Big Ten

Banged-up Illini can't keep up with banged-up Badgers in loss


Banged-up Illini can't keep up with banged-up Badgers in loss

CHAMPAIGN — Wisconsin was banged up, bruised, injured and losing offensive stars at a rapid rate Saturday.

But even still, Illinois just couldn’t keep up.

The Illini are dealing with plenty of their own injuries, and even with the Badgers losing starting quarterback Joel Stave, starting wide receiver Robert Wheelwright and starting center Dan Voltz during Saturday’s game — not to mention the fact that Wisconsin came to Champaign without its top two running backs, Corey Clement and Taiwan Deal — the Illini couldn’t match the Badgers in a 24-13 loss at Memorial Stadium.

Wisconsin backup quarterback Bart Houston played well in relief of Stave, and receiver Alex Erickson had a monster game en route to the Badger win, blowing past what had been a pretty successful Illinois defense through the team’s first six games. Houston completed 22 of his 33 passing attempts for 232 yards and a pair of touchdowns. Erickson led the Badgers in rushing and receiving, going for 177 total yards, catching a touchdown pass and turning in what might have been the game’s biggest play with a 56-yard gain on an end around.

“I just think they did a good job of getting the ball to their playmakers,” Illinois co-defensive coordinator Tim Banks said after the game. “We felt like the back that we saw was a pretty good back. He made some plays against other guys. Same thing with (Erickson), we felt like he was a solid player and he could make some plays. We just didn’t do a good enough job of taking those guys away, and that’s something we’ll continue to address and try to get better at.”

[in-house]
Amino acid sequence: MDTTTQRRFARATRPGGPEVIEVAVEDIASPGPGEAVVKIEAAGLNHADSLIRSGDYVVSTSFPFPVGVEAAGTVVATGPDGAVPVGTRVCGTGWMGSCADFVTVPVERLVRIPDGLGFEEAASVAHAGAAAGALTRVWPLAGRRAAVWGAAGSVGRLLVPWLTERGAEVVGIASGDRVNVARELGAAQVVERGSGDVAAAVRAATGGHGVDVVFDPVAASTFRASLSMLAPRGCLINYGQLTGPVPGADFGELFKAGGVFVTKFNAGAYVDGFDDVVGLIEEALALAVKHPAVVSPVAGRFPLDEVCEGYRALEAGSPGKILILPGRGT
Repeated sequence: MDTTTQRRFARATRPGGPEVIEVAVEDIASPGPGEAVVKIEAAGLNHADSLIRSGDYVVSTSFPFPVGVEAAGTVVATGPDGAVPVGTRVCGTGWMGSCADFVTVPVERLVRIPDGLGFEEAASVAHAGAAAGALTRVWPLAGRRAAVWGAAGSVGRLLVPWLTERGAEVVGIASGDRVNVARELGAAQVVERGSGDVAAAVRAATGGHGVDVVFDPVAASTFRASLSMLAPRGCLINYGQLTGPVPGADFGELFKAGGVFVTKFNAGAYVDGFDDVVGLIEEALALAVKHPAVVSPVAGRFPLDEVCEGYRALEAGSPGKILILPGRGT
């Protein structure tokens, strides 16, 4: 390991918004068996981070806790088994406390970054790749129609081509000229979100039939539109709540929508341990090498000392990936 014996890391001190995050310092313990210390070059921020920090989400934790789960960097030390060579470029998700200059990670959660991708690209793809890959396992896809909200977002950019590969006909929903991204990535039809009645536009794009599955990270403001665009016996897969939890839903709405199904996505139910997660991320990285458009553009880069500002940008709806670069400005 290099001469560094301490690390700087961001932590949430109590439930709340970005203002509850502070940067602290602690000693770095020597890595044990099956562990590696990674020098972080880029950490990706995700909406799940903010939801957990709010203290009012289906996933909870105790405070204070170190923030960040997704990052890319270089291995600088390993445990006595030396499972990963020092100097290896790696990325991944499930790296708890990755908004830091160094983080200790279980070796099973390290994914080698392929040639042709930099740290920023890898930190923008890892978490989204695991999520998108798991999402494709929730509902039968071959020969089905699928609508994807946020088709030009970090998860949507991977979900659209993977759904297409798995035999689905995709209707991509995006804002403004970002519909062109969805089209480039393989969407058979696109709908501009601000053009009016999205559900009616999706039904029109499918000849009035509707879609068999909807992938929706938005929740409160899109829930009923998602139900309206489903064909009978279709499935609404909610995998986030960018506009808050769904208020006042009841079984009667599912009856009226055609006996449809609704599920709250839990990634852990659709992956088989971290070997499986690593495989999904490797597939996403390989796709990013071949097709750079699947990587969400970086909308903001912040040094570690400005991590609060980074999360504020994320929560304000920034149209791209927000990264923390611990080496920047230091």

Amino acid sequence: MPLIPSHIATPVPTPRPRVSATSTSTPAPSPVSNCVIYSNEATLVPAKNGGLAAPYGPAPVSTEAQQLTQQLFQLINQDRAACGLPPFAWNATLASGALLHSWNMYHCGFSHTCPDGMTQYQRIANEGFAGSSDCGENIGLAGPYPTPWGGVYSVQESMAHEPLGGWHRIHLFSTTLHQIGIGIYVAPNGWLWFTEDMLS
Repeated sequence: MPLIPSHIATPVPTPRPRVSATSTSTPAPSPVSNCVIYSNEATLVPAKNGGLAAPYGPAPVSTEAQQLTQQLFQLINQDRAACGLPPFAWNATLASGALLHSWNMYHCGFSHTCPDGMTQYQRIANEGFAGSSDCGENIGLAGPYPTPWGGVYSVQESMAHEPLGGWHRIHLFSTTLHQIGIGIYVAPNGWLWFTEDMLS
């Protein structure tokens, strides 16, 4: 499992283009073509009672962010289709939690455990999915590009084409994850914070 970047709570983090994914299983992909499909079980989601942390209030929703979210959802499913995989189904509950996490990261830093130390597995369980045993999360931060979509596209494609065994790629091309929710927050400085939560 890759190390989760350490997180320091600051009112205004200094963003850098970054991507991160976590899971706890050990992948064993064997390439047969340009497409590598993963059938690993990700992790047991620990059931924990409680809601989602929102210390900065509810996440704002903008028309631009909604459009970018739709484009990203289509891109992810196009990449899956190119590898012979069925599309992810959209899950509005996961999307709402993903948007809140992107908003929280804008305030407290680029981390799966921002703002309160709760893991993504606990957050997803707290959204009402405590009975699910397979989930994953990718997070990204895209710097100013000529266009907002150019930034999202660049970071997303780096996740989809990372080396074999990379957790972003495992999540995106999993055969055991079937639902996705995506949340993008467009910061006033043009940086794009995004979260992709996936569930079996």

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The Illini defense looked great early, getting all sorts of pressure on Stave, and it wasn’t long before the quarterback was out of the game with a head injury, and Wisconsin head coach Paul Chryst said after the game that Stave went through concussion protocols.

Illinois got an early field goal, having to settle once reaching the red zone on a short field. But that maybe should be looked at as a blessing rather than a missed opportunity, considering it required a replay review to overturn a Wisconsin interception of Wes Lunt.

But when Houston entered the game, he had instantaneous and sustained success against the Illini defense. He helped engineer an 89-yard touchdown drive that ended in a 23-yard scoring pass to Wheelwright, who made a great catch and dive for the pylon. A drive all the way to the Illinois three-yard line followed, resulting in a field goal. And Houston took the Badgers down to the three-yard line on the next drive, too, but Wheelwright dropped a sure touchdown in the end zone before Houston threw an interception.

Meanwhile, the Illinois offense wasn’t doing much of anything against the Wisconsin defense, unable to match the drives Houston was leading on the other side of the ball.

The Illini finally broke through with a 36-yard touchdown run from Ke’Shawn Vaughn in the third quarter that put Illinois in front, 13-10. But Wisconsin’s next offensive play was the 56-yard run by Erickson, and the Badgers were into the end zone not too long after. The Illini kept stalling on their offensive possessions, and Houston tacked on with a nine-yard touchdown pass to Erickson the next time the Badgers had the ball.